You’re on a cruise ship that features an outdoor jacuzzi and exercise room. Your meals are cooked by a gourmet chef. And your cabin is the equivalent of a five-star hotel room. But you aren’t sailing the Mediterranean. And you aren’t cruising the Caribbean. You are in Peru, on the Amazon River, deep in the heart of darkness, aboard the M/V Aria, on a luxury experience from Aqua Expeditions.
There’s something amazing—and perhaps a little unsettling—about being able to experience this much luxury in such a remote location.
After thousands of years of hindsight it seems maybe rice wasn’t the best choice for humanity’s most popular food staple. Yes, it tastes great with sushi. But growing rice is very water and labor intensive. And it requires a flat field that farmers can flood during the planting season.
Rice is particularly labor intensive in hilly areas where farmers must create their flat field by carving floodable terraces into hillsides. We find even a single terrace impressive when we contemplate all the work involved, work usually done by hand. The sight of multiple rice terraces, stacked atop each other as if to form a giant’s staircase, is truly awe inspiring.
Spot Cool Stuff has been a longtime fan of rice terraces. We once flew round trip between San Francisco and the Philippines specifically to spend a single day in Banaue, supposedly the site world’s most grand rice terraces. Supposedly. After nearly two decades of rice terrace travel we’ve formed our own opinion on such matters. Here’s our list of the top 10 rice terrace destinations:
This is the second of our two-part look at the world’s best hostels, budget hotels and inexpensive guest houses as chosen by the users of the Hostelbookers website. Scroll down or click on the region you are interested in:
Imagine a drawing class and you probably conjure an image of a studious group of experienced artists silently sketching a bowl of fruit whilst a demanding teacher paces back and forth whispering criticism to students.
If you were to take that image and replace the studious group of experienced artists with a fun gaggle of drinkers who might not have drawn anything since kindergarten, and then were to substitute the whispering teacher with an gregerous social director, and then were to swap out the bowl of fruit for a corseted madam doing a dance routine inside a steel cage, then you’d have a vague picture of what it’s like taking a class at Dr. Sketchy’s Anti-Art School.
Anyone who grew up on The Cat In The Hat and Green Eggs and Ham remembers the illustrations of one Mr. Theodor Geisel, aka Dr. Seuss. Trees with elongated trucks or with improbable collections of limbs. Stark and scraggly landscapes with oddly balanced rocks and unlikely geometric shapes. Architecture with unusual protrusions and awkward angles where no two windows exactly the same. These were some of the hallmarks of the world Dr. Seuss illustrated in his 60 children’s books.
Here’s a look at some places on Planet Earth—places you can visit on your next vacation—that resemble scenes from a Dr. Seuss illustration. So, in the words of the doctor himself . . .
…be your name Buxbaum or Bixby or Bray
or Mordecai Ali Van Allen O’Shea,
you’re off to Great Places!
Today is your day!
Your mountain is waiting.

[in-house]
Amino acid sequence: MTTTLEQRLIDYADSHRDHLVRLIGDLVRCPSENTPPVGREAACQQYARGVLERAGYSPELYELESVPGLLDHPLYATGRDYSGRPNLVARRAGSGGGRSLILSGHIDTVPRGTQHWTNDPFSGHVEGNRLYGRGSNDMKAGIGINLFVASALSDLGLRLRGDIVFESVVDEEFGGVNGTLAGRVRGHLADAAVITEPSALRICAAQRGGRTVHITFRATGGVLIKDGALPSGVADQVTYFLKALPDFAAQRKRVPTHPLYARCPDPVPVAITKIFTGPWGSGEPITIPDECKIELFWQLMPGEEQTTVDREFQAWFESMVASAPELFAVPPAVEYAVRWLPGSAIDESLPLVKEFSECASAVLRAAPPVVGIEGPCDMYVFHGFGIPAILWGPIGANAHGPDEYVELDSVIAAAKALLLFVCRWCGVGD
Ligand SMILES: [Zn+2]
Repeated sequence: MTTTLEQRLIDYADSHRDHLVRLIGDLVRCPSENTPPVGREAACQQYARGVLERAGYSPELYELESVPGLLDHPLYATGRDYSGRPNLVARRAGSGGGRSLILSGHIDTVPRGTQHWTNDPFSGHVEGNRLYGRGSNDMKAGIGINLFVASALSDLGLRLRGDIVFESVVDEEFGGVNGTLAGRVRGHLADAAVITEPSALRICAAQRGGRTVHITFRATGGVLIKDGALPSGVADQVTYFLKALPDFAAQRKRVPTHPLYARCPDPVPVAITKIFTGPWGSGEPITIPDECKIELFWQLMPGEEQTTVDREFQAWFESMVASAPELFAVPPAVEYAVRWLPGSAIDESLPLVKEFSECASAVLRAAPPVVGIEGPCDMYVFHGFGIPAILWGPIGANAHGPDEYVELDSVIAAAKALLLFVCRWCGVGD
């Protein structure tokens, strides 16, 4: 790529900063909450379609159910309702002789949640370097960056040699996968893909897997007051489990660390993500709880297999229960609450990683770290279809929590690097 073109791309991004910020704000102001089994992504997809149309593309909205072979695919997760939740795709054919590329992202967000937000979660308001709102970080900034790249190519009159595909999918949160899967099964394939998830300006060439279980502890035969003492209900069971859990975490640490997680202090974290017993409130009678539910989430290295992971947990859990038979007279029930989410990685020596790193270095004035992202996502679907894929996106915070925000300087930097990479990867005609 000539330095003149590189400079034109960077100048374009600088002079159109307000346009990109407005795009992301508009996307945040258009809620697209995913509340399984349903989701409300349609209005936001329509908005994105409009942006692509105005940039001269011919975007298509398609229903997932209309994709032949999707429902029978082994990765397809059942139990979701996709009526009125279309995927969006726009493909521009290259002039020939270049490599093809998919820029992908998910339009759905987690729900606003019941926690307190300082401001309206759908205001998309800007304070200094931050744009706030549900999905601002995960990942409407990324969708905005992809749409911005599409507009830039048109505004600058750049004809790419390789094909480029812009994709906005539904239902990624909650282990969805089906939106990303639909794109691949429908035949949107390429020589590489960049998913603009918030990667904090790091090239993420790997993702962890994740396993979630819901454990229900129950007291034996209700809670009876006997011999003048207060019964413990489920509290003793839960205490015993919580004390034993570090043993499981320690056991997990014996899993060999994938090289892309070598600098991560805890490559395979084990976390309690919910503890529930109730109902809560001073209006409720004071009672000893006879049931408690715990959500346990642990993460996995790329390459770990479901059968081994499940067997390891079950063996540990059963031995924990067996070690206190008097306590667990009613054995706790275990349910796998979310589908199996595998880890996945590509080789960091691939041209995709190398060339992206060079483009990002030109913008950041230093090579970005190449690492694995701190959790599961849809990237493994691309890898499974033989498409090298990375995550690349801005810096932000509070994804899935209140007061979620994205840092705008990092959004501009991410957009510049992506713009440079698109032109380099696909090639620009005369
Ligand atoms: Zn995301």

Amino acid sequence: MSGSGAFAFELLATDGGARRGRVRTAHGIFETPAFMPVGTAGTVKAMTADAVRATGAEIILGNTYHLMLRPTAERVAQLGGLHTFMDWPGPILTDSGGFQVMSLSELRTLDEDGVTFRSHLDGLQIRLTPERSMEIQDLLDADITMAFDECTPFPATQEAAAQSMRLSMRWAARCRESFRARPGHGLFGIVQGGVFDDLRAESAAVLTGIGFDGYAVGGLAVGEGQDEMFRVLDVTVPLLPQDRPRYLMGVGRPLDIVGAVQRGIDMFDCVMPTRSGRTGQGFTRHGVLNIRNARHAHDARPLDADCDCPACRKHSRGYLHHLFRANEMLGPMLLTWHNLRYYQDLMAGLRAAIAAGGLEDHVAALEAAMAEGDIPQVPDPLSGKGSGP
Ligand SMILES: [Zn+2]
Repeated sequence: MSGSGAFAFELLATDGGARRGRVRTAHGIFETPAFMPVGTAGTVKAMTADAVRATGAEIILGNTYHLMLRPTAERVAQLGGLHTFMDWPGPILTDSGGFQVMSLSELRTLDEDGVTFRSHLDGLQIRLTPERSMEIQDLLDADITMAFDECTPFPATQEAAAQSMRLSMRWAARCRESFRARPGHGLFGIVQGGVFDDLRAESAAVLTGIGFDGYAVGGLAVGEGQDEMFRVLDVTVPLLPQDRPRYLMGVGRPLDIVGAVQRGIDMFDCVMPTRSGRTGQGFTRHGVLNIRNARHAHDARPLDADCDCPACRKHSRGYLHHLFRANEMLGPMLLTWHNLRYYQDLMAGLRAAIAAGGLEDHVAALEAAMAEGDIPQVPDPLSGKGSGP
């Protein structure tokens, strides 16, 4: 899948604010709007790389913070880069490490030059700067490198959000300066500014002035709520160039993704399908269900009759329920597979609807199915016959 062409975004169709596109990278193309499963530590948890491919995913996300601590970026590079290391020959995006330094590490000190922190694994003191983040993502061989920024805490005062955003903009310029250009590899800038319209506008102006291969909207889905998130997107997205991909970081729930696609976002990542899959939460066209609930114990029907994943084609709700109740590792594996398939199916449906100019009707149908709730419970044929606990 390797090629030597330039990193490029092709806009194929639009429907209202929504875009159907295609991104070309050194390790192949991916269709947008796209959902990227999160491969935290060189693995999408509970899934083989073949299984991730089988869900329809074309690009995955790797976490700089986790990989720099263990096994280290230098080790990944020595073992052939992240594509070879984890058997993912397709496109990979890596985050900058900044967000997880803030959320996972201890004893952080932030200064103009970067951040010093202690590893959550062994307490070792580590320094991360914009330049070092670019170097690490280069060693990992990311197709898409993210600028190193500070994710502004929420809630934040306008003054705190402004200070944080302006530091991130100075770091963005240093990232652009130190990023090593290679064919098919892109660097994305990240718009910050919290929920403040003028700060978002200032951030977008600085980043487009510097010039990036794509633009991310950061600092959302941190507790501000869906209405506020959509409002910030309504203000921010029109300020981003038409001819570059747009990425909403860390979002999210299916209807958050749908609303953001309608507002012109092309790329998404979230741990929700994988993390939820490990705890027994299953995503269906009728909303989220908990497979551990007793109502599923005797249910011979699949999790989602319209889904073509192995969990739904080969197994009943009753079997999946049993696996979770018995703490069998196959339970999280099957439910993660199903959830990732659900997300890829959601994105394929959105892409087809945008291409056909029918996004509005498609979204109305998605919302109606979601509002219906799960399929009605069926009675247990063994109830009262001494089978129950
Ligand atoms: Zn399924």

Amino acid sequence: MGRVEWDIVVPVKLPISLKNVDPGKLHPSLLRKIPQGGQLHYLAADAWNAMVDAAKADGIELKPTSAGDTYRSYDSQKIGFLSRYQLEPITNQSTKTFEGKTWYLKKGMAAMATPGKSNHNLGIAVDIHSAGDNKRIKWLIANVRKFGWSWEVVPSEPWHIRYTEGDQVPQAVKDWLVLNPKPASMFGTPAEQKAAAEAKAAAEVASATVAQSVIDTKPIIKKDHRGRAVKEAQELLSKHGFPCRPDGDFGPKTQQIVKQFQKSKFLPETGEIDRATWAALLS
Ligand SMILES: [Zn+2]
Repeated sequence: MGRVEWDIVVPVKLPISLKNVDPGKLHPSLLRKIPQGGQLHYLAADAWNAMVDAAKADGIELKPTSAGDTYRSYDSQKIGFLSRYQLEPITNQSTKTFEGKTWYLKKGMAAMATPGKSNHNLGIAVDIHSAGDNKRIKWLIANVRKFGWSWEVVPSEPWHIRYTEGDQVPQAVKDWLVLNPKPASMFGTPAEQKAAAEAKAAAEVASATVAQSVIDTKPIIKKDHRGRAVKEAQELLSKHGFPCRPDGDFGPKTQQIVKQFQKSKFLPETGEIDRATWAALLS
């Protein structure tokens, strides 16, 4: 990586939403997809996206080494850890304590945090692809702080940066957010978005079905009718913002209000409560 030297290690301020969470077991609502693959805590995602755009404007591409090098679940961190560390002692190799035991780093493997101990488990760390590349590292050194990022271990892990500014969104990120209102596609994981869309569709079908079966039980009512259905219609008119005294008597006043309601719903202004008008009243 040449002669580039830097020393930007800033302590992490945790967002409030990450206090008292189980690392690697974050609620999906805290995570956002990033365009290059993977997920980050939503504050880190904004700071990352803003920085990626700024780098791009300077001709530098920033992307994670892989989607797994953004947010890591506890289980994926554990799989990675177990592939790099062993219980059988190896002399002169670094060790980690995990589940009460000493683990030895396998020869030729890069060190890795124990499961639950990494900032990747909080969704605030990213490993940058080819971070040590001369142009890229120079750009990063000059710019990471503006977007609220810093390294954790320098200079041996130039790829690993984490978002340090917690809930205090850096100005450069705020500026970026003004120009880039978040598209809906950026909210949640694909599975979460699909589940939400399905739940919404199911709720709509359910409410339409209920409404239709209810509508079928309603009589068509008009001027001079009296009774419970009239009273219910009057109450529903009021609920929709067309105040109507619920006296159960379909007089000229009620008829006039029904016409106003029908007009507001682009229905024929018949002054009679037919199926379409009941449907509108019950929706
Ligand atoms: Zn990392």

So…get on your way!
The Inca Trail is probably the most renowned trek in the world. It sits alongside Everest Base Camp, The Annapurna Circuit and Kilimanjaro a must do for traveller bragging rights. But with spaces limited and busy trails, what are the alternatives for the growing band of anti-populist travellers who don’t like to follow the crowds? How can you get to Machu Picchu through the back-door?
Back in 2008 entry to the epic Inca Trail became controlled by a limited permit system. These permits tend to sell out at least three months in advance and the problem is exacerbated in the peak summer months. Even if permits are available not everyone relishes the prospect of trekking such a well-worn path in the company of so many others.
Luckily Machu Picchu is surrounded by fantastic trekking and the Inca Trail isn’t the only option on the table, there are now an ever growing number of alternatives for your dose of Incan culture and mountains. And although none of them can serve up the wonder of crossing through the Sun Gate for that first glimpse of the majestic ruins, they are all worthy alternatives.
Glaciers, fjords, wildlife, mountain peaks, rushing rivers, idyllic lakes—Patagonia is one of the most scenic regions on Planet Earth. The area is vast, divided between Chile and Argentina at the southern tip of South America. Given the size and beauty you’d think that it would be difficult finding that one hotel with the best view in Patagonia. But it isn’t. One resort outshines the rest: The Hotel Salto Chico.
Camping has traditionally brought sophisticated urban dwellers out in hives, but the emergence of glamping—a hybrid of “glamor” and “camping”—has changed things. Now, luxurious yurt and tepee sites boast 100% cotton bedding, organic welcome hampers and indecently abundent tea lights. So no more struggling with a tent and airbed!
Glamping sites range from little more than a pre-erected tent with simple Ikea furnishings to something more akin to an upmarket hotel. Along the way many have missed the point—either too basic or too plush and removed from the natural surroundings.
Here is a look at five luxury camping sites that have achieved the perfect blend, providing absolute immersion in the great outdoors whilst maintaining a just-so degree of indulgence and luxury: